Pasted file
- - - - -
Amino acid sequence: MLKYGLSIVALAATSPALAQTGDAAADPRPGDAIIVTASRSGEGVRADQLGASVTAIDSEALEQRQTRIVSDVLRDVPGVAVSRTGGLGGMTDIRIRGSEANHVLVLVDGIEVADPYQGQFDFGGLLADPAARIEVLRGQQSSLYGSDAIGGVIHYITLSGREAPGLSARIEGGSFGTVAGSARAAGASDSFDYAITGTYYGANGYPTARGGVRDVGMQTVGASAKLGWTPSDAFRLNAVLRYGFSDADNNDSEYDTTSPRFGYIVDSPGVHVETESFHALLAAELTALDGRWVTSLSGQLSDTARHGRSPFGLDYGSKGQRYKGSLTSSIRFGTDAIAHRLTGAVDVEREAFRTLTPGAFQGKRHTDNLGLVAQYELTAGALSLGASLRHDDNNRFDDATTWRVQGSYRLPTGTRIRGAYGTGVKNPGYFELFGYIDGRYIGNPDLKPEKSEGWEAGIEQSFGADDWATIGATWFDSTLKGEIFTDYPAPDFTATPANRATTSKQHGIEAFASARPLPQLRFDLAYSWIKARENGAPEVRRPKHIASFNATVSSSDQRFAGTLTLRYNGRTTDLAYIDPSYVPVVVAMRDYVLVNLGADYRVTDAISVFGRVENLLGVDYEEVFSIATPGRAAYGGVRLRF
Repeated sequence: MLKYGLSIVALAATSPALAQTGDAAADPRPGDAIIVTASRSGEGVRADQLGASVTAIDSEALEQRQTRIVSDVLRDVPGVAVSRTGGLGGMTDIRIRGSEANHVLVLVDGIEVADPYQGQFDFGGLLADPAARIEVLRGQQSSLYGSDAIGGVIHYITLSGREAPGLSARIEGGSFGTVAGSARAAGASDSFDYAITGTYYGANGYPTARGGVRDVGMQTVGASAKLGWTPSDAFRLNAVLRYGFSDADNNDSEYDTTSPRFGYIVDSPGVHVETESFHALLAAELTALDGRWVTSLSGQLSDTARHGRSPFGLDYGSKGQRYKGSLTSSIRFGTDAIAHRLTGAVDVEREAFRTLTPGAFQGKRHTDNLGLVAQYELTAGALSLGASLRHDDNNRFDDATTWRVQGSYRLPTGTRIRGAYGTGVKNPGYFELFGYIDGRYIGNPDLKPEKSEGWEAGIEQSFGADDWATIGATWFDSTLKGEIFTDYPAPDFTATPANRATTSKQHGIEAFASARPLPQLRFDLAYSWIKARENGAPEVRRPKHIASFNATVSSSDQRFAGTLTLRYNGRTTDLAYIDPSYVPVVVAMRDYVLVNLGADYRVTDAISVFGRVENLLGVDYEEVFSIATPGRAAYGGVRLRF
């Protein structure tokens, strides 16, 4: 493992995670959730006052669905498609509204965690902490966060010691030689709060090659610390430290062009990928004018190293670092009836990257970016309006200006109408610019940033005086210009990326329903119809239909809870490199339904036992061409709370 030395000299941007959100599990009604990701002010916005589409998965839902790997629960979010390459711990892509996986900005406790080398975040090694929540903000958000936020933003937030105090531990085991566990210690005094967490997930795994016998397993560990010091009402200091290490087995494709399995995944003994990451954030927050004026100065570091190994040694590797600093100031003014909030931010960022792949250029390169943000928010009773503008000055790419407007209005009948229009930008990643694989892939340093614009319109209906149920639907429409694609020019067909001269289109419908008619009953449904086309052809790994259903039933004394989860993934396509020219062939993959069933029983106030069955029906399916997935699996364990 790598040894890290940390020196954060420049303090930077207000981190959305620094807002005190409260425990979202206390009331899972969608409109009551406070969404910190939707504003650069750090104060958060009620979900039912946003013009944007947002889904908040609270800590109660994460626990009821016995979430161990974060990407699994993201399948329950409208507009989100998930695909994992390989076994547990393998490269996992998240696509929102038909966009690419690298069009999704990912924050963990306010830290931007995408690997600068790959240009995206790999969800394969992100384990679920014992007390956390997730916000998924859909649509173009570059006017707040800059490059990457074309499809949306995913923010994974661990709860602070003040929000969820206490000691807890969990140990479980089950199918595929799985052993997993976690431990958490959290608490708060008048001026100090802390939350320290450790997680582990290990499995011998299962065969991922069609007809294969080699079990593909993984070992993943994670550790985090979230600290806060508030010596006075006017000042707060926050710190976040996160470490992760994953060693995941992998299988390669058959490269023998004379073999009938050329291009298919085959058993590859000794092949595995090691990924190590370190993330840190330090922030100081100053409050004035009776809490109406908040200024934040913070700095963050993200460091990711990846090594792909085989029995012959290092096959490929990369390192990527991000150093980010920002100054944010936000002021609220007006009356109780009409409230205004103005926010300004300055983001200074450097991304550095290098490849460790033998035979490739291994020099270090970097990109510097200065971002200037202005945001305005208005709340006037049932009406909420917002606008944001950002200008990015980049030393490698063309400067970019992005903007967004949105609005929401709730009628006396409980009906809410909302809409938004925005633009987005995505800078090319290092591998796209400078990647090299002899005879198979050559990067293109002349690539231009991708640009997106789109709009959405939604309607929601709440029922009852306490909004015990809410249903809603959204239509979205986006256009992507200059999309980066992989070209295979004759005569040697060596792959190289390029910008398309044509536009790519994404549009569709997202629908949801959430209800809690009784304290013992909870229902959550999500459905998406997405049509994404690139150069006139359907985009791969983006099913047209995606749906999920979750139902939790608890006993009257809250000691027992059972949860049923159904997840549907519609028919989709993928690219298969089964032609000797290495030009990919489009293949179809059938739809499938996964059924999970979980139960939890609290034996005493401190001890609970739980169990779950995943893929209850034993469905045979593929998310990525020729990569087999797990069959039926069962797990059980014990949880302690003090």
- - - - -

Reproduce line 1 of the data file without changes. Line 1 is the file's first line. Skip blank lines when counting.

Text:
Amino acid sequence: MLKYGLSIVALAATSPALAQTGDAAADPRPGDAIIVTASRSGEGVRADQLGASVTAIDSEALEQRQTRIVSDVLRDVPGVAVSRTGGLGGMTDIRIRGSEANHVLVLVDGIEVADPYQGQFDFGGLLADPAARIEVLRGQQSSLYGSDAIGGVIHYITLSGREAPGLSARIEGGSFGTVAGSARAAGASDSFDYAITGTYYGANGYPTARGGVRDVGMQTVGASAKLGWTPSDAFRLNAVLRYGFSDADNNDSEYDTTSPRFGYIVDSPGVHVETESFHALLAAELTALDGRWVTSLSGQLSDTARHGRSPFGLDYGSKGQRYKGSLTSSIRFGTDAIAHRLTGAVDVEREAFRTLTPGAFQGKRHTDNLGLVAQYELTAGALSLGASLRHDDNNRFDDATTWRVQGSYRLPTGTRIRGAYGTGVKNPGYFELFGYIDGRYIGNPDLKPEKSEGWEAGIEQSFGADDWATIGATWFDSTLKGEIFTDYPAPDFTATPANRATTSKQHGIEAFASARPLPQLRFDLAYSWIKARENGAPEVRRPKHIASFNATVSSSDQRFAGTLTLRYNGRTTDLAYIDPSYVPVVVAMRDYVLVNLGADYRVTDAISVFGRVENLLGVDYEEVFSIATPGRAAYGGVRLRF